During its examination of the telematics market, Fiat Auto spoke with Microsoft as well. Since 1995, Microsoft has had its own division dedicated to automotive solutions: the Automotive Business Unit (ABU). The more than 130 members of Microsoft’s ABU team are working closely with the automotive industry to provide software for vehicles that combine information, entertainment, communication, and services. By the end of 2003, more than 23 car models from twelve carmakers in Europe, Asia and North America were equipped with in-car-computing devices based on the automotive technologies from Microsoft. Several OEMs and after-market suppliers use the Microsoft Windows Automotive platform in their solutions.
Collaboration with joint development

When in the summer of 2002 the experts of Fiat Auto described to the Microsoft team under Jürgen Za what they were looking for, they found that the automotive specialists at the software company were experimenting with an early prototype of an entry-level telematics hardware box − code-named “T-Box” − designed for the Windows Automotive platform. “When we saw Microsoft’s T-Box project, I quickly realized that this was very close to the C2 level of our Convergence project,” Audisio remembers. By using standards like the CAN bus, Bluetooth and Web services, the intention of Microsoft was to create a standardised solution that could easily be integrated into a variety of vehicles, devices and services – and therefore could be developed with a short time-to-market and produced by a Tier-One supplier for a fraction of traditional telematics solutions’ pricing. Fiat Auto and Microsoft were both trying to achieve the same objectives, each from a different perspective. After various meetings, the researchers of both companies matched their objectives of the Convergence and the T-Box projects and successfully did a proof-of-concept.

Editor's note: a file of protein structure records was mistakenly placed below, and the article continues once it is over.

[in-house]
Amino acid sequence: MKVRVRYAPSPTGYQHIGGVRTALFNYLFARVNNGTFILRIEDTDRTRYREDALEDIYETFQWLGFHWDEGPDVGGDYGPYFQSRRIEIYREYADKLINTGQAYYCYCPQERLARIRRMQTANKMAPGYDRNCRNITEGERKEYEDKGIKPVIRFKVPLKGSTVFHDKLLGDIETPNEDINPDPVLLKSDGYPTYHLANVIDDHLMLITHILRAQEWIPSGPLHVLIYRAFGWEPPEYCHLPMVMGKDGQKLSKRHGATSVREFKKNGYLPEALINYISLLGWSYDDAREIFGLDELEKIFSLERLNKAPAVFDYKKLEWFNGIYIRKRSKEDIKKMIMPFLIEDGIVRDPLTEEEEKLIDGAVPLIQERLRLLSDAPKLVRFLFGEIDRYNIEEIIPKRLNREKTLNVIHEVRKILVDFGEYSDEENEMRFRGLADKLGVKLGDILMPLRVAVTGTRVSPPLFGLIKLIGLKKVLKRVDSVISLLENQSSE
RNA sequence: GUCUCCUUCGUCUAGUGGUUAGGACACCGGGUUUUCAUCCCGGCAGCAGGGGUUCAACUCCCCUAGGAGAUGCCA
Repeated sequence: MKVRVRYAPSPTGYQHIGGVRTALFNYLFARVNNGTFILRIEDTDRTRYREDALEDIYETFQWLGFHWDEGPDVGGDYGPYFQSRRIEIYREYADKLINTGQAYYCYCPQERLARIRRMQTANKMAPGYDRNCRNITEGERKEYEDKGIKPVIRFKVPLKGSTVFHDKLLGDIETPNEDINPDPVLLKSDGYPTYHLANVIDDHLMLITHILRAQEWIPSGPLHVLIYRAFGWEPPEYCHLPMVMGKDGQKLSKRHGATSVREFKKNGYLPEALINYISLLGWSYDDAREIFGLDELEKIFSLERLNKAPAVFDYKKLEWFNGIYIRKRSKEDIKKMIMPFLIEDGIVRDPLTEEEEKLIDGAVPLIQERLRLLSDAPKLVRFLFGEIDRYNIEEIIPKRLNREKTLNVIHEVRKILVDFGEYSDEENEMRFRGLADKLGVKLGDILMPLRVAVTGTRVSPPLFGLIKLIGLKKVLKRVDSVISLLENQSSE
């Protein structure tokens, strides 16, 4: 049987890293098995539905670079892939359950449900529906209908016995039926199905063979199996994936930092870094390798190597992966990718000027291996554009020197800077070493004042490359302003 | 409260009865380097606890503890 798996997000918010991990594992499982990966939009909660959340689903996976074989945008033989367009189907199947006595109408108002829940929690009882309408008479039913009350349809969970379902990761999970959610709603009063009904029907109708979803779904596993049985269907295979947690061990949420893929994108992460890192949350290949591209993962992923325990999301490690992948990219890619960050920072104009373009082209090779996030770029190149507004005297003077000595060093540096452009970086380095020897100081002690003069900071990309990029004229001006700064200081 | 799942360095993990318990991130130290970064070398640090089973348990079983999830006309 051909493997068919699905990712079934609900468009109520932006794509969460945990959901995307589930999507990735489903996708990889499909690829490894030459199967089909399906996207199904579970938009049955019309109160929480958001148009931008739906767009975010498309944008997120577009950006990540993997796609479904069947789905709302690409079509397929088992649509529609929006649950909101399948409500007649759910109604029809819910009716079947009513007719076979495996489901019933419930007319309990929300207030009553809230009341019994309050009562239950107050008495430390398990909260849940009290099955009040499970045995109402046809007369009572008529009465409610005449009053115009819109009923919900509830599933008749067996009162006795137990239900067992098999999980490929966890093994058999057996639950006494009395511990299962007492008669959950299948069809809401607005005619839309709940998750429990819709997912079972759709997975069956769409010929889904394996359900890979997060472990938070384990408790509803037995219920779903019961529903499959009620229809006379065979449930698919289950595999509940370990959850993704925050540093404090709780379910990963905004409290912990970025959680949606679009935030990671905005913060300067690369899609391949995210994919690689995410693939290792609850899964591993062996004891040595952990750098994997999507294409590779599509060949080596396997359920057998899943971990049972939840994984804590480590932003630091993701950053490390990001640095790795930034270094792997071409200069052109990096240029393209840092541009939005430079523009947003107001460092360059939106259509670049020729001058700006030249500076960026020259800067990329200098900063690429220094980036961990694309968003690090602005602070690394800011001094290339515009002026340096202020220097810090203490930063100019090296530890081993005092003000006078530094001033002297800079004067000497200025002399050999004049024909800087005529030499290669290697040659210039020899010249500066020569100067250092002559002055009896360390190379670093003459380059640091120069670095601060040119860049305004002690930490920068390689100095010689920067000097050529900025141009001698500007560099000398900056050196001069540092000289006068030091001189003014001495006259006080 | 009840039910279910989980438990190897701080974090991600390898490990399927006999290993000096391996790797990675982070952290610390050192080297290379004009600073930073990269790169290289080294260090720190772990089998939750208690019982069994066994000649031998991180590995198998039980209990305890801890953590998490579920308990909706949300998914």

Fiat Auto would bring in the experience of vehicle development for more than a century, and Microsoft had an intensive understanding and knowledge of software development not only in general, but of the automotive industry in particular. The further development of the Convergence project of Fiat Auto and the T-Box from Microsoft became a joint project. The collaboration of their partnership had an ambitious goal: to create the first standardized, cost-effective, entry-level, end-to-end telematics solution, says Audisio

Telematics in multiple flavours
To give the customer a flexible choice the level of telematics they want in their cars and how much money to spend on it, Fiat Auto and Microsoft decided against a single system. Instead, both parties worked on a modular design that comes in different variants and gives maximum flexibility in terms of benefits and price. The modularization of the Windows Automotive embedded platform together with the Connected Car technology from Microsoft made it possible: Only the desired components are used and all unneeded functionality is left out.